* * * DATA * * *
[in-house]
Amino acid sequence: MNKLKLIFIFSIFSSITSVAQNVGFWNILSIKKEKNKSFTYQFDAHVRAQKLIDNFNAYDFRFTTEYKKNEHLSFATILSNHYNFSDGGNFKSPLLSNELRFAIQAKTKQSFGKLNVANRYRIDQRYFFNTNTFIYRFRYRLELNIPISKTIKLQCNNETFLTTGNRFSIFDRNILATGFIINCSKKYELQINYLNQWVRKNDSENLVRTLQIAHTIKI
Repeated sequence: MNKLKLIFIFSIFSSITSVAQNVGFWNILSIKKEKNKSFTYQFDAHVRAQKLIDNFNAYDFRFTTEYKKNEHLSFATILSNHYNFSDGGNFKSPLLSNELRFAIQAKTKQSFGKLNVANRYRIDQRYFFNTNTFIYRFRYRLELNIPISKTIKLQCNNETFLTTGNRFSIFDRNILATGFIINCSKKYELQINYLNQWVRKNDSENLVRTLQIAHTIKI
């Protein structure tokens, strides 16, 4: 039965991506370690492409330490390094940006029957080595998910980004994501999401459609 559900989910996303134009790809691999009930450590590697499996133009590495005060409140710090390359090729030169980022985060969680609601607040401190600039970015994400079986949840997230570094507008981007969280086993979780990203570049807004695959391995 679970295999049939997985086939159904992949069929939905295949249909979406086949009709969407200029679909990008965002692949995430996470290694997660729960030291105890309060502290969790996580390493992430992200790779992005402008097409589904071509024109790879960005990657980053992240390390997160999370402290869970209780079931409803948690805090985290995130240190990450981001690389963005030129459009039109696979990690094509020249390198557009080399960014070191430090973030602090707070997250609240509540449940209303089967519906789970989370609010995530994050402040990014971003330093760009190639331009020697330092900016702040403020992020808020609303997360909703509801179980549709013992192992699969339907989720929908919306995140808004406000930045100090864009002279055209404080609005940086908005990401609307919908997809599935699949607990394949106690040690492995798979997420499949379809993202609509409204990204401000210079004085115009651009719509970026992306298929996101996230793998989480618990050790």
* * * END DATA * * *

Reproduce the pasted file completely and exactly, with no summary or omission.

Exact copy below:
[in-house]
Amino acid sequence: MNKLKLIFIFSIFSSITSVAQNVGFWNILSIKKEKNKSFTYQFDAHVRAQKLIDNFNAYDFRFTTEYKKNEHLSFATILSNHYNFSDGGNFKSPLLSNELRFAIQAKTKQSFGKLNVANRYRIDQRYFFNTNTFIYRFRYRLELNIPISKTIKLQCNNETFLTTGNRFSIFDRNILATGFIINCSKKYELQINYLNQWVRKNDSENLVRTLQIAHTIKI
Repeated sequence: MNKLKLIFIFSIFSSITSVAQNVGFWNILSIKKEKNKSFTYQFDAHVRAQKLIDNFNAYDFRFTTEYKKNEHLSFATILSNHYNFSDGGNFKSPLLSNELRFAIQAKTKQSFGKLNVANRYRIDQRYFFNTNTFIYRFRYRLELNIPISKTIKLQCNNETFLTTGNRFSIFDRNILATGFIINCSKKYELQINYLNQWVRKNDSENLVRTLQIAHTIKI
């Protein structure tokens, strides 16, 4: 039965991506370690492409330490390094940006029957080595998910980004994501999401459609 559900989910996303134009790809691999009930450590590697499996133009590495005060409140710090390359090729030169980022985060969680609601607040401190600039970015994400079986949840997230570094507008981007969280086993979780990203570049807004695959391995 679970295999049939997985086939159904992949069929939905295949249909979406086949009709969407200029679909990008965002692949995430996470290694997660729960030291105890309060502290969790996580390493992430992200790779992005402008097409589904071509024109790879960005990657980053992240390390997160999370402290869970209780079931409803948690805090985290995130240190990450981001690389963005030129459009039109696979990690094509020249390198557009080399960014070191430090973030602090707070997250609240509540449940209303089967519906789970989370609010995530994050402040990014971003330093760009190639331009020697330092900016702040403020992020808020609303997360909703509801179980549709013992192992699969339907989720929908919306995140808004406000930045100090864009002279055209404080609005940086908005990401609307919908997809599935699949607990394949106690040690492995798979997420499949379809993202609509409204990204401000210079004085115009651009719509970026992306298929996101996230793998989480618990050790």